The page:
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County, city students’ passion for reading spills over to local library

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Posted On: Friday, April 13, 2018

BY CURTIS CARDEN, Elizabethton Star

When it comes to recognizing National Library Week, county and city schools continue to push the notion for students to take a vested interest into the worlds scattered across the pages in books.

The idea of encouraging students to take an interest in reading continues to stay important for Elizabethton High School librarian Dustin Hensley. In his third year with the school, the Hampton High School graduate utilized the inspiration gathered from former HHS librarian Ermine Arwood to spread the love of books to the up-and-coming generation.

“My main way of encouraging students to enjoy reading is helping them rediscover their passion for books,” Hensley told the Elizabethton Star. “It is difficult to find a young child that doesn’t enjoy reading. They love being read to and one of the cardinal moments of childhood is when you can finally read books on your own. I previously spent time as an elementary school librarian and the students would literally run to the shelves to find a book to read. Young people generally stop reading for pleasure during their middle school years because now reading has become an assignment. Books have chapter questions, vocabulary tests, and essays attached to them … and those aren’t very fun. After this mindset has been established most people never pick up reading as a hobby again for the rest of their lives.”

Spreading that interest spoke volumes during his first year at the school, noticing a 65-percent spike in circulation in books being checked out just by encouraging students to stop by the library and find a book or by hanging library memes throughout the school on the walls.

So with the interest starting to grow, it only seemed natural to work alongside the Elizabethton/Carter County Public Library.

Roughly two years ago, discussions broke out between Hensley, ECCPL Director and Library Patron Services Supervisor Bernie Weese to bolster up the resources for the public library’s teen program — culminating in the creation of the Teen Advisory Board.

“Renita wanted to grow the teen program at the library, and one of the best ways to that was to start the board,” Weese said. “With the help of Dustin Hensley, we started a TAB made up of two teens from each local high school, as well as two teens from different area homeschool groups.”

Hensley added, “I have always been a firm believer in the phrase, ‘anything about us, without us, is not for us,’ so if you want to create programming for teenagers, you need the input of teenagers in creating it.”

Since its creation, the board works with the library to organize various events as well as giving recommendations for books to be included in the facility’s “young adult” section.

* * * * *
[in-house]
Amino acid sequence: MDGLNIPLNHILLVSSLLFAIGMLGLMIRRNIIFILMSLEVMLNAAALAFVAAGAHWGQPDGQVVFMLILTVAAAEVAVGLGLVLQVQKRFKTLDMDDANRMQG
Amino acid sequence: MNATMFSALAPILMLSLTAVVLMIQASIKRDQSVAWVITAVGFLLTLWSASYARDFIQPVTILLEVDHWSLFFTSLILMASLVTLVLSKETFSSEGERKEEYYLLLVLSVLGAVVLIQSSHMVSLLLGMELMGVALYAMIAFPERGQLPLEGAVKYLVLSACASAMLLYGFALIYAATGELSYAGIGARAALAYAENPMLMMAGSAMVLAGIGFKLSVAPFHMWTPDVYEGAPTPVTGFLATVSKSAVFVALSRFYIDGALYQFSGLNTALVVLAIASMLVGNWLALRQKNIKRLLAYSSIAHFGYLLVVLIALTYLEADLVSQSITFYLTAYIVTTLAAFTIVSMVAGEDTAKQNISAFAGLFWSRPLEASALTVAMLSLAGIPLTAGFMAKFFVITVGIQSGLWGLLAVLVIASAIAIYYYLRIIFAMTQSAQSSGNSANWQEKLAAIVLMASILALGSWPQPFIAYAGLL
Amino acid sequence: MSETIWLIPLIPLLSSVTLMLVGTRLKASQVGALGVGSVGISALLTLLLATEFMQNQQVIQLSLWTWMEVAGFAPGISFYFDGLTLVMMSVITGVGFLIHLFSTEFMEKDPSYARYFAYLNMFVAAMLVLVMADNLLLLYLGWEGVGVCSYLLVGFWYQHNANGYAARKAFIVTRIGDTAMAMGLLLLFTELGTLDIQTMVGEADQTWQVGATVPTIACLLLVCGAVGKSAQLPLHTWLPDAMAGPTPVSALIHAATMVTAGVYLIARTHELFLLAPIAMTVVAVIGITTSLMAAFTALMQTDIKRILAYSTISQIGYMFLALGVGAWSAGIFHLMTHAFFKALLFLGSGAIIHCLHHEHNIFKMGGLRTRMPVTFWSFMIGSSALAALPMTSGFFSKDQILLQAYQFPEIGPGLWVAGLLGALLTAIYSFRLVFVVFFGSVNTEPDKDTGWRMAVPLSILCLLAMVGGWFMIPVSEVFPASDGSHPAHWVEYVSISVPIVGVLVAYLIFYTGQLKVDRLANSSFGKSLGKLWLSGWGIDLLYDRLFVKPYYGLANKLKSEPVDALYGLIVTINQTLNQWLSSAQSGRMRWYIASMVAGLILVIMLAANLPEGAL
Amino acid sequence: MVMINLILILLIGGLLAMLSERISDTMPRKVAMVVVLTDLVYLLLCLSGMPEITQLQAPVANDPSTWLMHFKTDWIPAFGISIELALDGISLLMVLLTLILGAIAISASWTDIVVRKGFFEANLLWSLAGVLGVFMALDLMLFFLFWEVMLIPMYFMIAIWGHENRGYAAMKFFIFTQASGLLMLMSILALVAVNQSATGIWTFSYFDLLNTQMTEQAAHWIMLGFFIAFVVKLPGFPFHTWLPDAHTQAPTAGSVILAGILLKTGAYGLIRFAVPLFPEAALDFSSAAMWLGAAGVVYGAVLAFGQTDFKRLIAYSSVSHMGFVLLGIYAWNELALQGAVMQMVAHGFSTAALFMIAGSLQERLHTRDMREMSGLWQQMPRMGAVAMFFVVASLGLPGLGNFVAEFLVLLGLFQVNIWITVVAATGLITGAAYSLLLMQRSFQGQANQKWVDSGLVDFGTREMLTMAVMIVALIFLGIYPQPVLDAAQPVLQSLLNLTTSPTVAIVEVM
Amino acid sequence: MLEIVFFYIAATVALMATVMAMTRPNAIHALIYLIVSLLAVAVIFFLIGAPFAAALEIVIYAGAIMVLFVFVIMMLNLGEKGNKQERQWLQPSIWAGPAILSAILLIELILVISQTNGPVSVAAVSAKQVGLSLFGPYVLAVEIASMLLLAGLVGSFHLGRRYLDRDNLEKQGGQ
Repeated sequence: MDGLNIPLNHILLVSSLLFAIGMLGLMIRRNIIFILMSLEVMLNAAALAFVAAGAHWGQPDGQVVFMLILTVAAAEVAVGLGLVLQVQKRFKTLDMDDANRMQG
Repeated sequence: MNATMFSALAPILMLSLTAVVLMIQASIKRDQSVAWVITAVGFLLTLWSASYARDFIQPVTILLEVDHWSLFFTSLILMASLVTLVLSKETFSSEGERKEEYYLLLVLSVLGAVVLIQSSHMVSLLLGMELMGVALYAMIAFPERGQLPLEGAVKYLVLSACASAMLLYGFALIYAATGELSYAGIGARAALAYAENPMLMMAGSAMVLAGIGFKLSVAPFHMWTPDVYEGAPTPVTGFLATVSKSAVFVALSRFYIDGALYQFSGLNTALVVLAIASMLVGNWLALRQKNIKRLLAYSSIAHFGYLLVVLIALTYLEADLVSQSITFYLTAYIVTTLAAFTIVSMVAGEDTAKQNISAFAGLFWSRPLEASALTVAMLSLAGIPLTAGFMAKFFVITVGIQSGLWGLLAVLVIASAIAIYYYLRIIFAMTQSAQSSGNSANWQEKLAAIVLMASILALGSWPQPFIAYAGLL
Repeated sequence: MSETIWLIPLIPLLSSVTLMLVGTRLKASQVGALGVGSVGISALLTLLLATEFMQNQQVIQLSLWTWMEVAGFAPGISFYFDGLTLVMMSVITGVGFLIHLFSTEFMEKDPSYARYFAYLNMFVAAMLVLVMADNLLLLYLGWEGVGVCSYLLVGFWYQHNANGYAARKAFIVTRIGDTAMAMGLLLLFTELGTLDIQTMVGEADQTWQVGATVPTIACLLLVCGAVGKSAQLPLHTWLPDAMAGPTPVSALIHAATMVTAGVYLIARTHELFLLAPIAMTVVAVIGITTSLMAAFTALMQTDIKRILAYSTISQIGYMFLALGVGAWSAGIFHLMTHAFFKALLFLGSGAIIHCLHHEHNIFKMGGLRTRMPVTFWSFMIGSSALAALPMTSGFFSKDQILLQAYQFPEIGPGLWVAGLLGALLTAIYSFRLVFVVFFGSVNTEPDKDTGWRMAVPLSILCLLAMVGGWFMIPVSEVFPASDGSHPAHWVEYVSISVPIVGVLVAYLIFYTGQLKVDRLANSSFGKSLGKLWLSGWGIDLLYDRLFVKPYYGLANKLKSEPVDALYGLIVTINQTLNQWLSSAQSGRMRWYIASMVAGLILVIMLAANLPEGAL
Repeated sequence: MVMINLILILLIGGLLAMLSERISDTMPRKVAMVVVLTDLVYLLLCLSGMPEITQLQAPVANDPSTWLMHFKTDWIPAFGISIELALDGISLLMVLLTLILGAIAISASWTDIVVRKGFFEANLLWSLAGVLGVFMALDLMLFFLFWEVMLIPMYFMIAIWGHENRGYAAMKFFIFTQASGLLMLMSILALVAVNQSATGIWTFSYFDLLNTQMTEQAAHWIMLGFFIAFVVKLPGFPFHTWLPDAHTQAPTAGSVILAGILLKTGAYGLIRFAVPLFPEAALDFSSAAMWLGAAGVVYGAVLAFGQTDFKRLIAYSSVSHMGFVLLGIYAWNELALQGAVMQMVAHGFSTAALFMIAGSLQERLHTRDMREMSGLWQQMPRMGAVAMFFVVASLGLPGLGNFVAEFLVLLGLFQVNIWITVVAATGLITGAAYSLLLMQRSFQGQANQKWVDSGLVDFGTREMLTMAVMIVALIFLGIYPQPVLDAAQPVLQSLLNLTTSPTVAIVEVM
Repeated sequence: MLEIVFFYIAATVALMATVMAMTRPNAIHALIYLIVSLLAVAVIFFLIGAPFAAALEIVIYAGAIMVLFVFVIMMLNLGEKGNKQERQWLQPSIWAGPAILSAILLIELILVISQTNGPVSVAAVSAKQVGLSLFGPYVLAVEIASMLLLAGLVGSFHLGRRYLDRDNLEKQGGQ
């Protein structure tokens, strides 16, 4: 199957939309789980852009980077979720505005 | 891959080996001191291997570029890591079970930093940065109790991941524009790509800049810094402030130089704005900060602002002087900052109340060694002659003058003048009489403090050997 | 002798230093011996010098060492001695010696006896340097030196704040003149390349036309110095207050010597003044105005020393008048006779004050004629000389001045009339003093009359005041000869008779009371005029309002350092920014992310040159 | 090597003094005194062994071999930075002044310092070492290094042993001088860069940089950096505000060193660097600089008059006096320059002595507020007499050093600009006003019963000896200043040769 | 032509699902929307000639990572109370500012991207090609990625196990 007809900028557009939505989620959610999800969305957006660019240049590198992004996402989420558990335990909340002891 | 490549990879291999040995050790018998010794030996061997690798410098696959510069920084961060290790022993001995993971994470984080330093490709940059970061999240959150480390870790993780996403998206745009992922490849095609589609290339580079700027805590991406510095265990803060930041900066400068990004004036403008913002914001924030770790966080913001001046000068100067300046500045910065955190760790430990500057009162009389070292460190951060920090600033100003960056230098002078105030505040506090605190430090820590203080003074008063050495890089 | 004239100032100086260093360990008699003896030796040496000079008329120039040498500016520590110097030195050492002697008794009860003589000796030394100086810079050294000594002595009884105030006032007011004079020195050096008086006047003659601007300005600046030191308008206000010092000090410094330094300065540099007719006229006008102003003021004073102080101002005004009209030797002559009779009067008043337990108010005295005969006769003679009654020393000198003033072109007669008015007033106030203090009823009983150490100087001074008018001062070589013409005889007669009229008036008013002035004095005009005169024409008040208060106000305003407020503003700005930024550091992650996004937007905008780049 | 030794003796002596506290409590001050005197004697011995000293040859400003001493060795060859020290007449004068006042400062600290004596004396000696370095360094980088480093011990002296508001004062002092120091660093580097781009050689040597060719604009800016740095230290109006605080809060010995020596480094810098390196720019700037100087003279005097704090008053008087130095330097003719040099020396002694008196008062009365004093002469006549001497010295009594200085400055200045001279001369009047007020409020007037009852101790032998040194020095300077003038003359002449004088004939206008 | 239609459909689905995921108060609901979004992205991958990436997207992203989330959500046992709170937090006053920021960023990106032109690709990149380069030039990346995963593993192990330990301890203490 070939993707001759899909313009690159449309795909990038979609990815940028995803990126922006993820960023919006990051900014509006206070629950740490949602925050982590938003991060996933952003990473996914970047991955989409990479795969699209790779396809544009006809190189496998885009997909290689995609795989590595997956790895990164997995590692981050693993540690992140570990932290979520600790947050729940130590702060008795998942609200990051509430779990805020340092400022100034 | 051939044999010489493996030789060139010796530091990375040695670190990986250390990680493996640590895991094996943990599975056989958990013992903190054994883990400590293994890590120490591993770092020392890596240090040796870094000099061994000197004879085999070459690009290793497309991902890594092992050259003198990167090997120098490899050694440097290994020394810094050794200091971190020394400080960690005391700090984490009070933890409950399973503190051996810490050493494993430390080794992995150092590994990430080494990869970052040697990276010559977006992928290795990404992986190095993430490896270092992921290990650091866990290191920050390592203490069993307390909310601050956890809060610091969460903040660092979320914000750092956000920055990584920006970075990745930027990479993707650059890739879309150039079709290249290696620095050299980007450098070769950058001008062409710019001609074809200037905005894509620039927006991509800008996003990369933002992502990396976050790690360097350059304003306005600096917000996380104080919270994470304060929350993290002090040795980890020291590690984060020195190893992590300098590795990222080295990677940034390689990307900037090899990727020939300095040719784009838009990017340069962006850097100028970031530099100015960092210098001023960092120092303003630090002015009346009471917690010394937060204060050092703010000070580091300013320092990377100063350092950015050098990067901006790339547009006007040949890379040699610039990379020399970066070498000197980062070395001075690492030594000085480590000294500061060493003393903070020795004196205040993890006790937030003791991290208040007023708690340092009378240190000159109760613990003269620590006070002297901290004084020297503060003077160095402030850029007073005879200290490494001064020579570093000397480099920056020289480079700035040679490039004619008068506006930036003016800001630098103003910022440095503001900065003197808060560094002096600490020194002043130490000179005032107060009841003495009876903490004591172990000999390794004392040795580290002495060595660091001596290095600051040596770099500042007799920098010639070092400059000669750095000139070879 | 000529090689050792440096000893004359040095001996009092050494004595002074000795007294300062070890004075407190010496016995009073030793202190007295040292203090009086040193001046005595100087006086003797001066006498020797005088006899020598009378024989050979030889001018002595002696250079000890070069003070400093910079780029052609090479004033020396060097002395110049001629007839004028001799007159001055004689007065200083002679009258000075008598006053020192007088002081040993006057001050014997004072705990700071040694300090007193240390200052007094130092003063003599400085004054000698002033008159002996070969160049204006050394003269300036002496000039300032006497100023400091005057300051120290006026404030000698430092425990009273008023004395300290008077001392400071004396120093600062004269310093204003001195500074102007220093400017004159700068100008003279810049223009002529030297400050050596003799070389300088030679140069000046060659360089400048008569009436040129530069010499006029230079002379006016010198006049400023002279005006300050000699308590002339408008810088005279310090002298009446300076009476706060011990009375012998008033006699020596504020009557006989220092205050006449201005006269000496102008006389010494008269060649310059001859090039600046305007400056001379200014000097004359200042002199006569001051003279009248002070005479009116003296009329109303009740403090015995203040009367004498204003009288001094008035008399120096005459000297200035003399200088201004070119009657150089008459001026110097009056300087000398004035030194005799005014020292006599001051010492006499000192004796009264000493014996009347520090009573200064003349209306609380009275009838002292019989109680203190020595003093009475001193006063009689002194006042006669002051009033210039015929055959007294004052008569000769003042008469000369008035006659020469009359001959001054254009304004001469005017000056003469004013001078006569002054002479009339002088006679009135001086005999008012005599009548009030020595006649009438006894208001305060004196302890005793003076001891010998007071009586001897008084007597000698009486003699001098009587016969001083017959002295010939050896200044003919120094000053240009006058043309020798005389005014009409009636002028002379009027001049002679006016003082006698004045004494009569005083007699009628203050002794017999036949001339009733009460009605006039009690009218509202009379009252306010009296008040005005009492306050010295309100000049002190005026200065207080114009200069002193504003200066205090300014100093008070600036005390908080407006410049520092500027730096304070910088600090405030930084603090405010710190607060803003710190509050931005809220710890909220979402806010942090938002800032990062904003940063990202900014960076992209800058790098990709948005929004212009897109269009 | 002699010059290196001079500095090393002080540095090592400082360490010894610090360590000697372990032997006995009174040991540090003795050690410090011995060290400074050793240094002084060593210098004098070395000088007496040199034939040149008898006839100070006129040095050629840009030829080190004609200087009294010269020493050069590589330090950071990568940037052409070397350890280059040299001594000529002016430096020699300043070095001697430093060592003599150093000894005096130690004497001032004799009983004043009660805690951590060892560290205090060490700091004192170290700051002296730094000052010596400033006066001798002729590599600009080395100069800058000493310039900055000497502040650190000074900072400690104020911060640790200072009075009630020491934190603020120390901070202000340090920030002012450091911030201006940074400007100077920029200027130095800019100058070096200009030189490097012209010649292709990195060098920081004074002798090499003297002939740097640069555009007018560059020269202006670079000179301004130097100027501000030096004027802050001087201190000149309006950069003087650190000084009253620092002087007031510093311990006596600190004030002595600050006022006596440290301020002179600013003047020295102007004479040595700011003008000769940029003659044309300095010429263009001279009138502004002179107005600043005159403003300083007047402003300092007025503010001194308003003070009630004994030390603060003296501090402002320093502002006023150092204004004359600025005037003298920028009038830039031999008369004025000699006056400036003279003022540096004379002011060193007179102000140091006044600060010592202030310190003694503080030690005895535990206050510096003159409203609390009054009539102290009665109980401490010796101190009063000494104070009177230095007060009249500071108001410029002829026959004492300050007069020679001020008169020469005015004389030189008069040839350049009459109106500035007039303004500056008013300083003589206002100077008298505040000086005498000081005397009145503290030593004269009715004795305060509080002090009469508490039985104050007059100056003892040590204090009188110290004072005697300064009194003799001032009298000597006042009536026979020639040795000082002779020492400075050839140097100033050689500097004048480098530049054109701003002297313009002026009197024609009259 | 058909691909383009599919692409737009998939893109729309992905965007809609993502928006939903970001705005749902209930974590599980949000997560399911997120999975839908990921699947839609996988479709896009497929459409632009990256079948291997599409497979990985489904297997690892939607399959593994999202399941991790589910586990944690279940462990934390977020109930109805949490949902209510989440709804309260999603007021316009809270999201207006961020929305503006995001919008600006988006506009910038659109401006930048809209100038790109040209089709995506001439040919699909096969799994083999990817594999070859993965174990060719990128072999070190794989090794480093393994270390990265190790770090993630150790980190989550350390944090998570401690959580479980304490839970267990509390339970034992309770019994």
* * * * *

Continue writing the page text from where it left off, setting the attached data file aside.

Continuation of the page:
Weese is no stranger into looking at the various ways of encouraging growth and togetherness at the library.

“Libraries are a vital part of every community, and encouraging teens and young adults to take a vested interest is mutually beneficial for both libraries and youth,” she said. “Libraries provide a place for help, acceptance, and learning to teens and other members of the community. From school projects to job resources/development to a space to play Dungeons and Dragons, we strive to make the library accessible to young adults in the community no matter their interests or needs.”

And from the education side of things, Hensley also noted positive feedback from students.

“I know that my students who have been involved with the Teen Advisory Board have greatly enjoyed the experience,” he said. “One of the initial members became one of my Bartleby Community Improvement students and worked alongside Mrs. Weese for the creation of several new programs for the library and different student populations. The student members have also been involved in the operation of teen reading programs during the summers. So it has been an awesome partnership thus far.”

Moving forward, the goal is to grow the TAB, Weese said.

“It is my hope that the TAB will continue to grow, with more teens getting involved on the board and in the library so we can offer classes and programs that truly interest them, as well as grow and develop a collection of books that speak to their interests,” she said.

Weese added that when August rolls around, preparation will begin to expand the board’s membership and teen program/volunteer opportunities. Any young adult between the ages of 13-18, or in 6th to 12th grade, are invited to participate. More information will be announced in the coming months on how to get involved.





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